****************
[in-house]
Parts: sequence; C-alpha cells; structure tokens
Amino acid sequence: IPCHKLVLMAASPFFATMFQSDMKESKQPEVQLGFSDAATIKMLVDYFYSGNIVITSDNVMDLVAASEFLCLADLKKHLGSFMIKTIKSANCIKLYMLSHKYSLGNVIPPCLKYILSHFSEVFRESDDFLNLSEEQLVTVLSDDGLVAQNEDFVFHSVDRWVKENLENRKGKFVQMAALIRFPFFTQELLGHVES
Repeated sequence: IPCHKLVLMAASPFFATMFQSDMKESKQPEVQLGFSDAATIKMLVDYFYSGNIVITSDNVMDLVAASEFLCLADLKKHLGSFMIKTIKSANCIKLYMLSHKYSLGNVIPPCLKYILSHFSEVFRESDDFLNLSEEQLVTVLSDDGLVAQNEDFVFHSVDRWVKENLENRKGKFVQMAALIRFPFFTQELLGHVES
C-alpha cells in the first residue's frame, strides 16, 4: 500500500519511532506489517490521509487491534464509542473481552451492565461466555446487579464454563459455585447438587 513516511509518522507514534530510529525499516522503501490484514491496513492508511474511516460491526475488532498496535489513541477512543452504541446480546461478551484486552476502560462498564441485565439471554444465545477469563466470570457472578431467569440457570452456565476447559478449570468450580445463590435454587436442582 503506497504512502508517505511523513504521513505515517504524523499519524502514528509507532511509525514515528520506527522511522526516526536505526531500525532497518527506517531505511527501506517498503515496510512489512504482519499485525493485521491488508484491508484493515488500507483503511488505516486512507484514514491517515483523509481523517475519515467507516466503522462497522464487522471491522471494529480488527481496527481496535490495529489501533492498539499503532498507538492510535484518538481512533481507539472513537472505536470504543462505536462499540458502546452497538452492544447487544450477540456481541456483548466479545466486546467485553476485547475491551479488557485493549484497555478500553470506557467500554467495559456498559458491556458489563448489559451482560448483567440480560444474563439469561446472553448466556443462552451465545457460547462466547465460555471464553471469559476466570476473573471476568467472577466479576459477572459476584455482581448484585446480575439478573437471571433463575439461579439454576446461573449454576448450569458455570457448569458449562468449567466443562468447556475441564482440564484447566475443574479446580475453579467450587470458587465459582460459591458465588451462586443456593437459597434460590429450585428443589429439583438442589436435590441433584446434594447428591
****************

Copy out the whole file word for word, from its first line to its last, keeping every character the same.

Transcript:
[in-house]
Parts: sequence; C-alpha cells; structure tokens
Amino acid sequence: IPCHKLVLMAASPFFATMFQSDMKESKQPEVQLGFSDAATIKMLVDYFYSGNIVITSDNVMDLVAASEFLCLADLKKHLGSFMIKTIKSANCIKLYMLSHKYSLGNVIPPCLKYILSHFSEVFRESDDFLNLSEEQLVTVLSDDGLVAQNEDFVFHSVDRWVKENLENRKGKFVQMAALIRFPFFTQELLGHVES
Repeated sequence: IPCHKLVLMAASPFFATMFQSDMKESKQPEVQLGFSDAATIKMLVDYFYSGNIVITSDNVMDLVAASEFLCLADLKKHLGSFMIKTIKSANCIKLYMLSHKYSLGNVIPPCLKYILSHFSEVFRESDDFLNLSEEQLVTVLSDDGLVAQNEDFVFHSVDRWVKENLENRKGKFVQMAALIRFPFFTQELLGHVES
C-alpha cells in the first residue's frame, strides 16, 4: 500500500519511532506489517490521509487491534464509542473481552451492565461466555446487579464454563459455585447438587 513516511509518522507514534530510529525499516522503501490484514491496513492508511474511516460491526475488532498496535489513541477512543452504541446480546461478551484486552476502560462498564441485565439471554444465545477469563466470570457472578431467569440457570452456565476447559478449570468450580445463590435454587436442582 503506497504512502508517505511523513504521513505515517504524523499519524502514528509507532511509525514515528520506527522511522526516526536505526531500525532497518527506517531505511527501506517498503515496510512489512504482519499485525493485521491488508484491508484493515488500507483503511488505516486512507484514514491517515483523509481523517475519515467507516466503522462497522464487522471491522471494529480488527481496527481496535490495529489501533492498539499503532498507538492510535484518538481512533481507539472513537472505536470504543462505536462499540458502546452497538452492544447487544450477540456481541456483548466479545466486546467485553476485547475491551479488557485493549484497555478500553470506557467500554467495559456498559458491556458489563448489559451482560448483567440480560444474563439469561446472553448466556443462552451465545457460547462466547465460555471464553471469559476466570476473573471476568467472577466479576459477572459476584455482581448484585446480575439478573437471571433463575439461579439454576446461573449454576448450569458455570457448569458449562468449567466443562468447556475441564482440564484447566475443574479446580475453579467450587470458587465459582460459591458465588451462586443456593437459597434460590429450585428443589429439583438442589436435590441433584446434594447428591